Never expect a downer of a movie from writer-director Richard Curtis. Love Actually, Notting Hill, Four Weddings and a Funeral – his scripts are almost always packed with pure joy. Curtis made a long impressive list of crowd-pleasers, plus a holiday classic that never fails to brighten up the holidays. His scripts are generally packed with pure joy, so his sensibility makes for a fine fit for a movie largely about The Beatles.
Danny Boyle‘s Yesterday is based on an idea by Jack Birth (The Simpsons) and Curtis, who brings his nice and light rom-com touch to a high-concept. As Curtis told us, the movie has much in common with his last film, About Time, his final movie as a director. When we spoke with the writer about writing Boyle’s latest, he told us about his favorite feel-good movies, writing about The Beatles, and not missing directing.
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Early in Yesterday, Himesh Patel’s sad sack musician-turned-unlikely-sensation offhandedly describes The Beatles as a pop group — a massively understated description for one of the most influential music groups of all time. But it’s a surprisingly fitting analog for Yesterday as a film: This is a movie as a pop song. Sweet and sentimental, Yesterday gestures toward some greater meaning, only to fall back on lazily written tropes that fail to make anything of its clever concept.
Directed by Danny Boyle and written by Richard Curtis, Yesterday has everything going for it: a soundtrack jam-packed with time-honored classics, charming leads, and the stylings of two respected creatives who together seem an odd pair — Boyle the flashy auteur, Curtis the sentimental savant — but could have made movie magic. Could have. Instead, what Boyle and Curtis deliver is a middling marriage of their disparate styles in a film that wastes its fresh and unique premise for a plot that more closely resembles a generic music biopic.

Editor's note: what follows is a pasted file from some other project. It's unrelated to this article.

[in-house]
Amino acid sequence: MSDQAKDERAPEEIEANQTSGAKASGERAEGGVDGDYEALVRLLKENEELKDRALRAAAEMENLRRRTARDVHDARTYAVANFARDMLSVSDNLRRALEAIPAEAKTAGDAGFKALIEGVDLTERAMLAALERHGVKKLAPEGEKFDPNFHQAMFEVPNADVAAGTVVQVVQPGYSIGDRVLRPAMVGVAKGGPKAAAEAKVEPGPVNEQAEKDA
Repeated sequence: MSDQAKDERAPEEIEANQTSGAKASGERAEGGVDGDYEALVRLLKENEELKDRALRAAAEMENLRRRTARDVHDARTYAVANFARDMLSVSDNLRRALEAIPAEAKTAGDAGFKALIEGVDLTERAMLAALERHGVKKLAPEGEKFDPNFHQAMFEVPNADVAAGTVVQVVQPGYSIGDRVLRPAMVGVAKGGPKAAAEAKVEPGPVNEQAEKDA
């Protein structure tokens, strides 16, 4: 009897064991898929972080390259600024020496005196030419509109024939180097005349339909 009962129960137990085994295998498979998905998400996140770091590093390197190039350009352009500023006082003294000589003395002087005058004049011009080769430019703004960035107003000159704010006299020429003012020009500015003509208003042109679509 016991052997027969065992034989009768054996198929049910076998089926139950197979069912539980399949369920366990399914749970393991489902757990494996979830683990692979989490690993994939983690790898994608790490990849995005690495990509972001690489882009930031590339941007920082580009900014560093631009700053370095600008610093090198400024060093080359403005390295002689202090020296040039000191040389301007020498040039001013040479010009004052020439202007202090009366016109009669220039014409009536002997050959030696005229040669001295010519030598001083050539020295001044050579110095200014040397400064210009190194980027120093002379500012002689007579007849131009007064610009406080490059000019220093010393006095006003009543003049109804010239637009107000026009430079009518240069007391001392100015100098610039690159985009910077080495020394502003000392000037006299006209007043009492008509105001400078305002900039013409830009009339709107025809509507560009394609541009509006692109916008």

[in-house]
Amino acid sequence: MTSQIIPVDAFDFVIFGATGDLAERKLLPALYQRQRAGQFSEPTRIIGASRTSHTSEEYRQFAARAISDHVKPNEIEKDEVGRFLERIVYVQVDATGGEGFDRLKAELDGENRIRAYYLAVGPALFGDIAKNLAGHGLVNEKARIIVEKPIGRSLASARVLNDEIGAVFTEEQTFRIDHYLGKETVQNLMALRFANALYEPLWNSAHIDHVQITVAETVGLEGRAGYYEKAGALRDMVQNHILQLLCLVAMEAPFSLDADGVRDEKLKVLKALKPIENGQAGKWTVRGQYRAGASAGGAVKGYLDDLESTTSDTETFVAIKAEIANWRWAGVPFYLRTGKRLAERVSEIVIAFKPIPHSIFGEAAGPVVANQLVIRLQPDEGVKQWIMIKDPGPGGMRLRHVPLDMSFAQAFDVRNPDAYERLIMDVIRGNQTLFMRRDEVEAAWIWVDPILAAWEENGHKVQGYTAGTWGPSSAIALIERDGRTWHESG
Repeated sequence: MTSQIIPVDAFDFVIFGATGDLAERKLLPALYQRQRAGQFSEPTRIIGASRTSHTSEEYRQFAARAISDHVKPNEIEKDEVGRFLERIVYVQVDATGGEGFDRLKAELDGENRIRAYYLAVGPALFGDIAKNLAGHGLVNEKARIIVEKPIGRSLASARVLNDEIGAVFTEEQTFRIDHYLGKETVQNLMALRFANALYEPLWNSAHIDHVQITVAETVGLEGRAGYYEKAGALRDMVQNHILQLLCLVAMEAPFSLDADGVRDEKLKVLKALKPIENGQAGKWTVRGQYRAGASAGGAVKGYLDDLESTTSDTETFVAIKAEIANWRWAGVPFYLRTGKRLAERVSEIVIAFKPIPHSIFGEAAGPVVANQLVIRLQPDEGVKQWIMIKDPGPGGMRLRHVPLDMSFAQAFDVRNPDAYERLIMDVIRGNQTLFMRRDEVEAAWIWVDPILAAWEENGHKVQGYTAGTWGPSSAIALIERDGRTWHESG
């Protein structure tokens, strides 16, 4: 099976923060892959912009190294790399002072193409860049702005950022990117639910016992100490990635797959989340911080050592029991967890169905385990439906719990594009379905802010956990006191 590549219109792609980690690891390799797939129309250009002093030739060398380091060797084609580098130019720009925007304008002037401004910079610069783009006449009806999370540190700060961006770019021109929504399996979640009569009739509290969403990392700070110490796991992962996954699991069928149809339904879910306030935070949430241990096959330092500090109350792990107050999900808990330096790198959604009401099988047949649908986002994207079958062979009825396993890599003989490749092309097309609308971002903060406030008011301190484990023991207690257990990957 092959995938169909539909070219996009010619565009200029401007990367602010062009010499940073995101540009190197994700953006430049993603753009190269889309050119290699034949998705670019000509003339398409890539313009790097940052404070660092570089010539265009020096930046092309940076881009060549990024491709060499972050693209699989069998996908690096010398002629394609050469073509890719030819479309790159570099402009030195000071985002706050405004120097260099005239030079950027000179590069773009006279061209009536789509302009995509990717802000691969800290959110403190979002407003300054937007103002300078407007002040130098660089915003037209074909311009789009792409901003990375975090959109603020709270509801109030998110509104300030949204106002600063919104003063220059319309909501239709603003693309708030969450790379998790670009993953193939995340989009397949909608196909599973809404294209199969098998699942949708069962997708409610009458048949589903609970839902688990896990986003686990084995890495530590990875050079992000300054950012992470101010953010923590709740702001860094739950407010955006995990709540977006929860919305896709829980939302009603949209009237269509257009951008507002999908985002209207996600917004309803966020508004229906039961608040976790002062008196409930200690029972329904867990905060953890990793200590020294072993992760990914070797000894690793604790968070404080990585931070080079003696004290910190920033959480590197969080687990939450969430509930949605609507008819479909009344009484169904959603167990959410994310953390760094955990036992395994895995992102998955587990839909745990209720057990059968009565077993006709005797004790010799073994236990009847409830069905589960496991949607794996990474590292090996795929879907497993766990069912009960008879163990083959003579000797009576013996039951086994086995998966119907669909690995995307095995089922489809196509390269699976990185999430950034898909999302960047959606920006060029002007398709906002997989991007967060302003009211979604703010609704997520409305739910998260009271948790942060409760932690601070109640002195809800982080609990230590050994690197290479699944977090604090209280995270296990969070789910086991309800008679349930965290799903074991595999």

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Last year, the Christmas romantic comedy Love Actually got a sequel in the form of a short film created in conjunction with the charity campaign Red Nose Day. And this year, they’re taking another beloved British romantic comedy and giving it a big reunion.
Four Weddings and a Funeral is a beloved 1994 romantic comedy written by Love Actually director Richard Curtis, who also happens to be the co-founder of Red Nose Day. So the filmmaker is using his unique position to stage a Four Weddings and a Funeral reunion short that will arrive in 2019, just in time for the film’s 25th anniversary. Find out more below. Read More »
Right now, the best cast member on Saturday Night Live is Kate McKinnon. She has an incredible array of outstanding recurring impressions, and she also brings plenty of memorable original characters to life too. That limits the time she can spend starring in movies, but she’ll be part of a new big screen comedy coming from two outstanding British filmmakers. Read More »
After almost 14 years of watching and rewatching Love Actually around the holidays, we’ll see some of Richard Curtis‘ beloved characters reunite in a short film, Red Nose Day Actually. The ten-minute short was produced to raise money for Comic Relief’s Red Nose Day. Curtis, who retired from filmmaking after About Time, returned to directing to make it.
Below, watch the Red Nose Day Actually trailer.